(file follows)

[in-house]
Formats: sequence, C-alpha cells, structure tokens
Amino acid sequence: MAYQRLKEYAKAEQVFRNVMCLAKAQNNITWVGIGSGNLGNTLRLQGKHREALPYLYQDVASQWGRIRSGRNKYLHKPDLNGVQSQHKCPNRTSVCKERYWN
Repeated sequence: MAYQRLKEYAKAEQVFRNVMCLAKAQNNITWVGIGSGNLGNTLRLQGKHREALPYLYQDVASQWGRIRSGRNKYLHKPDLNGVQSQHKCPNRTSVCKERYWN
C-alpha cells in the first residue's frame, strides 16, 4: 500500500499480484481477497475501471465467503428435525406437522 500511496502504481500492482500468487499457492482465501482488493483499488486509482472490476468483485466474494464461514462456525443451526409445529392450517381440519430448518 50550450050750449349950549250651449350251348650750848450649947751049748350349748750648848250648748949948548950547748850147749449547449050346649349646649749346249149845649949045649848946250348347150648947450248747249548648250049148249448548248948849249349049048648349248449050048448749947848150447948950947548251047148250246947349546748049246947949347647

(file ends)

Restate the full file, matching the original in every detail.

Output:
[in-house]
Formats: sequence, C-alpha cells, structure tokens
Amino acid sequence: MAYQRLKEYAKAEQVFRNVMCLAKAQNNITWVGIGSGNLGNTLRLQGKHREALPYLYQDVASQWGRIRSGRNKYLHKPDLNGVQSQHKCPNRTSVCKERYWN
Repeated sequence: MAYQRLKEYAKAEQVFRNVMCLAKAQNNITWVGIGSGNLGNTLRLQGKHREALPYLYQDVASQWGRIRSGRNKYLHKPDLNGVQSQHKCPNRTSVCKERYWN
C-alpha cells in the first residue's frame, strides 16, 4: 500500500499480484481477497475501471465467503428435525406437522 500511496502504481500492482500468487499457492482465501482488493483499488486509482472490476468483485466474494464461514462456525443451526409445529392450517381440519430448518 50550450050750449349950549250651449350251348650750848450649947751049748350349748750648848250648748949948548950547748850147749449547449050346649349646649749346249149845649949045649848946250348347150648947450248747249548648250049148249448548248948849249349049048648349248449050048448749947848150447948950947548251047148250246947349546748049246947949347647